• This past Christmas, I recieved a PS2 along with a mini-dv camera set. Well, now I'll need something to view these with since I don't have a television in my apartment. So, I was looking into picking up a TV-tuner card for my computer.

    Who else thinks the crap we call TV deserves to be ditched for good? Yeah. That way they will probably start bombarding us less with ads and start broadcasting decent stuff.

    I do my part checking in newspapers (and the net) what I want to see and NOT keeping it turned on i

  • Mini-DV (Score:3, Interesting)

    by rf0 ( 159958 ) * <rghf@fsck.me.uk> on Saturday December 27, 2003 @06:04PM (#7818818) Homepage
    For the actual DV you might want to look at Kino as its a stable editor for raw DV footage

    Rus
  • By the looks of the sugguestions here, people are pointing out to the PVR 250 [google.com] and 350 [google.com] series that runs between $135-$200 on froogle.

    For that price you could pick up a decent Television [bestbuy.com] to watch your movies and TV while you're trolling on /.

    It would just make more sense to me.. unless you really want to turn your rig into a TiVo, i would just buy a TV. You'll most likely be using your extra hard disk space to rip movies from your camera anyway, not to save episodes of star trek. Let others do that and get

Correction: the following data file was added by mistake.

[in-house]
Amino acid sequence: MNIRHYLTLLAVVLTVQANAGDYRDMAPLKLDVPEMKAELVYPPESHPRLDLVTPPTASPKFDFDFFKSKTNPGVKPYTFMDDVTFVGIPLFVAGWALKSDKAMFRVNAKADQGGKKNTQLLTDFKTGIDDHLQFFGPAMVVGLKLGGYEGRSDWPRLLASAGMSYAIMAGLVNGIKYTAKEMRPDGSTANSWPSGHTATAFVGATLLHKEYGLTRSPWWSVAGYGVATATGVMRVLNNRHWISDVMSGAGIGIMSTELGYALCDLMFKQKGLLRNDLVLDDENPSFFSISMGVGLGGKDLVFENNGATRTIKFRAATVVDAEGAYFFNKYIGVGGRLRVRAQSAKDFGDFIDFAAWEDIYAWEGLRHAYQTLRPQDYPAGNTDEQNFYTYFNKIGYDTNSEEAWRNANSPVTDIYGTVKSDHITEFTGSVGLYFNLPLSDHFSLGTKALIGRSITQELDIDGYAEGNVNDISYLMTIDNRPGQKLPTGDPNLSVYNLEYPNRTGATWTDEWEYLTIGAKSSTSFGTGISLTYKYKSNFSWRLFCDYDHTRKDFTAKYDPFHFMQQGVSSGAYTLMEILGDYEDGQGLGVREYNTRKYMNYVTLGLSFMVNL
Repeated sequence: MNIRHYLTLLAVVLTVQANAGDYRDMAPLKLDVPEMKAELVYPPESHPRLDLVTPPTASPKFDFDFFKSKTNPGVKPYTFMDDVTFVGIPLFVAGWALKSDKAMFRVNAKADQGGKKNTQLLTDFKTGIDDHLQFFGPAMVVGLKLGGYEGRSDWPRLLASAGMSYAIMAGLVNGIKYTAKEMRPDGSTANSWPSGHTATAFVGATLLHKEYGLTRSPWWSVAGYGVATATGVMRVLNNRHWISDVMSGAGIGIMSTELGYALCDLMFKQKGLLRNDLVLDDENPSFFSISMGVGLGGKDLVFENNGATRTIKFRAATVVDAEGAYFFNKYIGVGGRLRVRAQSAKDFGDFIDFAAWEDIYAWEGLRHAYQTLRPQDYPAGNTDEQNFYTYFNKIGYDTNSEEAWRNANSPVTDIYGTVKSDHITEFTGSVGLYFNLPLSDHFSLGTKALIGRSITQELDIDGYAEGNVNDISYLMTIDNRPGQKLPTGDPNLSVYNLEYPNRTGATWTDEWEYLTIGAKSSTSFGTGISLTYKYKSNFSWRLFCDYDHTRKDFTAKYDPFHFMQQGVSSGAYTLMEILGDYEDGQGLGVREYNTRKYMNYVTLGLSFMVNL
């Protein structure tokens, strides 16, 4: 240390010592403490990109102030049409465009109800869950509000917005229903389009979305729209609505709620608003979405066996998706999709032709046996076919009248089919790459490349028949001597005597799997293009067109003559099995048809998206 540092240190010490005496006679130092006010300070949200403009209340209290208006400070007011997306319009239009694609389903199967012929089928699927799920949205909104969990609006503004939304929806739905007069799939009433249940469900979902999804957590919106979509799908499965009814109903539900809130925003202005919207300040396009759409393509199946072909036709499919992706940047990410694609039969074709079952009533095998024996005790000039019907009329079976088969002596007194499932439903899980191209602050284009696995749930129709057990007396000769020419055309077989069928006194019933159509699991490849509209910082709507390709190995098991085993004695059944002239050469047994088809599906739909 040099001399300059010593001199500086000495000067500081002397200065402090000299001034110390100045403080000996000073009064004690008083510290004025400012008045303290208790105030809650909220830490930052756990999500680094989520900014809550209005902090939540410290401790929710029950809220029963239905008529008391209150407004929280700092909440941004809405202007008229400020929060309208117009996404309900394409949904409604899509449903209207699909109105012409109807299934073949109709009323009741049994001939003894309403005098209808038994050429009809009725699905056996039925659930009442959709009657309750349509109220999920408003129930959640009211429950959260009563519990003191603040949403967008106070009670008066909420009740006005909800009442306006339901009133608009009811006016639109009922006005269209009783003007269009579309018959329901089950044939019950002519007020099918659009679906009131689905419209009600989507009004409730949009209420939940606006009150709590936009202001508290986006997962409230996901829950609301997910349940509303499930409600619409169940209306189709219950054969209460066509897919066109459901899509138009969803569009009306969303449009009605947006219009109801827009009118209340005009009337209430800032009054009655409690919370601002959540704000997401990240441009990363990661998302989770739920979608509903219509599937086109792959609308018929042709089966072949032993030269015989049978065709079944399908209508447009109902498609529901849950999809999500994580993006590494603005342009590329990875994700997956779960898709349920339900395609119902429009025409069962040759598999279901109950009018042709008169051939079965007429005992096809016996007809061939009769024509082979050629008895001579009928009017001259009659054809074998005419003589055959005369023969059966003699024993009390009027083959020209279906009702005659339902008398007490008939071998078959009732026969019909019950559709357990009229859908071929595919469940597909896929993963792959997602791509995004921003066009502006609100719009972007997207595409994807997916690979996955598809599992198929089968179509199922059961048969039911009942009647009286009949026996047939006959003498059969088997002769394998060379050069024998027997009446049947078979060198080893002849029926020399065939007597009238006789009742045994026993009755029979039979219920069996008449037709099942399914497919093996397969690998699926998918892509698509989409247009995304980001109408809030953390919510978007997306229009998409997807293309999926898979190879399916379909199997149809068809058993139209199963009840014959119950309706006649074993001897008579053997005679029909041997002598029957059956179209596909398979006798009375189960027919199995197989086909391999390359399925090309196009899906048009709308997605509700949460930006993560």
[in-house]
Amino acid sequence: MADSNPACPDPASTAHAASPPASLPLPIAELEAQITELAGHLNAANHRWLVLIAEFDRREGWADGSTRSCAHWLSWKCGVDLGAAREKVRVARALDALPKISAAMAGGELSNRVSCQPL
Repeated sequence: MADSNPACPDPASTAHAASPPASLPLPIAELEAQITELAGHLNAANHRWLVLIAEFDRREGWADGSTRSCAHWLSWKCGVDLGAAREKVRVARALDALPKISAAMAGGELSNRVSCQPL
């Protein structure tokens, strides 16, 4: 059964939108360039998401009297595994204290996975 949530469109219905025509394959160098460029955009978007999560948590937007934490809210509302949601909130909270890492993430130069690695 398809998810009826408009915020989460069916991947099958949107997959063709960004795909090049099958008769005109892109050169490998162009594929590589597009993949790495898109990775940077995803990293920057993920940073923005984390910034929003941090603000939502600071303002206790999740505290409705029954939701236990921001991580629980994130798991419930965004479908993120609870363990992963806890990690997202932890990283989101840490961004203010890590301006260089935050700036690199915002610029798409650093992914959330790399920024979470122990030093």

• Multi-tasking. (Score:5, Insightful)

    by servasius_jr ( 258414 ) on Saturday December 27, 2003 @06:17PM (#7818866)
    Just get a TV for fifty bucks at a pawn shop. It'll probably either be stolen, or have been hocked by someone in desperate straits, so in a sense you'll be trafficing in human misery, but hey, can't beat the prices. That way you'll be able to surf porn while you're watching Letterman.
  • this card uses the bttv driver, and the remote works with lirc.
    the remote is really bad, if you ask me. I used lirc, a serial IR reciever and another remote with applications like mythtv and tvtime just fine. the stock remote IR reciever wont work with other remotes.
    I hope this is of some help to the /. crowd.
  • BTTV for Solaris! [sourceforge.net] It has drivers for Solaris x86 and Solaris UltraSPARC.